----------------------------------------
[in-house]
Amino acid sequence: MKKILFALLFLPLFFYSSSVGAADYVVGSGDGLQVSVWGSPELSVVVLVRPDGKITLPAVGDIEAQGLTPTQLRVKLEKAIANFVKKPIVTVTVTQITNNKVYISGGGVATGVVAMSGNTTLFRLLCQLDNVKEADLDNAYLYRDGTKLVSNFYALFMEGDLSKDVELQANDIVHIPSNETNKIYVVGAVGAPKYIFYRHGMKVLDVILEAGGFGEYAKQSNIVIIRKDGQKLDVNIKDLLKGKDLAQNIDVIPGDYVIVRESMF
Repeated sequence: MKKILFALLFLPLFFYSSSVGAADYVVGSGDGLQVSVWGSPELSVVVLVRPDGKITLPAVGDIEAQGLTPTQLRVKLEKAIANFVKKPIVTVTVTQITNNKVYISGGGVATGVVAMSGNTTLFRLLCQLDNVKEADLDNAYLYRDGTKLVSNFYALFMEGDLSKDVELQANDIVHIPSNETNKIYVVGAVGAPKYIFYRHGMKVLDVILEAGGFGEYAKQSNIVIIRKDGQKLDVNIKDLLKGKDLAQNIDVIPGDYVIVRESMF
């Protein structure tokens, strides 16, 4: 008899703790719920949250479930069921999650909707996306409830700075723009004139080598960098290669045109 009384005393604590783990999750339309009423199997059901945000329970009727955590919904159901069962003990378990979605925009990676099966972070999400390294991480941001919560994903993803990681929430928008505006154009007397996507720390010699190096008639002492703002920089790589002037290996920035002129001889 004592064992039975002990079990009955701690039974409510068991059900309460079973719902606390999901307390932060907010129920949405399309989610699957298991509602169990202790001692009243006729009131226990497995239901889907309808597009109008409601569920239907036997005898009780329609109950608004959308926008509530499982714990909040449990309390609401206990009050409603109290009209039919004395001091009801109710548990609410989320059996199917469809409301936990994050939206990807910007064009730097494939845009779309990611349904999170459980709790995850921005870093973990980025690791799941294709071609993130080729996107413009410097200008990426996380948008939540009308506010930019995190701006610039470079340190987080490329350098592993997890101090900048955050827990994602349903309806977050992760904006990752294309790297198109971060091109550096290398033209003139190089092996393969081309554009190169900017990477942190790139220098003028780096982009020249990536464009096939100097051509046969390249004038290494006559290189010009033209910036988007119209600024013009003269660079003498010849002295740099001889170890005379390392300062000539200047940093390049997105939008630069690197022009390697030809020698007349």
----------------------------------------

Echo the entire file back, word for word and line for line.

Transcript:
[in-house]
Amino acid sequence: MKKILFALLFLPLFFYSSSVGAADYVVGSGDGLQVSVWGSPELSVVVLVRPDGKITLPAVGDIEAQGLTPTQLRVKLEKAIANFVKKPIVTVTVTQITNNKVYISGGGVATGVVAMSGNTTLFRLLCQLDNVKEADLDNAYLYRDGTKLVSNFYALFMEGDLSKDVELQANDIVHIPSNETNKIYVVGAVGAPKYIFYRHGMKVLDVILEAGGFGEYAKQSNIVIIRKDGQKLDVNIKDLLKGKDLAQNIDVIPGDYVIVRESMF
Repeated sequence: MKKILFALLFLPLFFYSSSVGAADYVVGSGDGLQVSVWGSPELSVVVLVRPDGKITLPAVGDIEAQGLTPTQLRVKLEKAIANFVKKPIVTVTVTQITNNKVYISGGGVATGVVAMSGNTTLFRLLCQLDNVKEADLDNAYLYRDGTKLVSNFYALFMEGDLSKDVELQANDIVHIPSNETNKIYVVGAVGAPKYIFYRHGMKVLDVILEAGGFGEYAKQSNIVIIRKDGQKLDVNIKDLLKGKDLAQNIDVIPGDYVIVRESMF
């Protein structure tokens, strides 16, 4: 008899703790719920949250479930069921999650909707996306409830700075723009004139080598960098290669045109 009384005393604590783990999750339309009423199997059901945000329970009727955590919904159901069962003990378990979605925009990676099966972070999400390294991480941001919560994903993803990681929430928008505006154009007397996507720390010699190096008639002492703002920089790589002037290996920035002129001889 004592064992039975002990079990009955701690039974409510068991059900309460079973719902606390999901307390932060907010129920949405399309989610699957298991509602169990202790001692009243006729009131226990497995239901889907309808597009109008409601569920239907036997005898009780329609109950608004959308926008509530499982714990909040449990309390609401206990009050409603109290009209039919004395001091009801109710548990609410989320059996199917469809409301936990994050939206990807910007064009730097494939845009779309990611349904999170459980709790995850921005870093973990980025690791799941294709071609993130080729996107413009410097200008990426996380948008939540009308506010930019995190701006610039470079340190987080490329350098592993997890101090900048955050827990994602349903309806977050992760904006990752294309790297198109971060091109550096290398033209003139190089092996393969081309554009190169900017990477942190790139220098003028780096982009020249990536464009096939100097051509046969390249004038290494006559290189010009033209910036988007119209600024013009003269660079003498010849002295740099001889170890005379390392300062000539200047940093390049997105939008630069690197022009390697030809020698007349």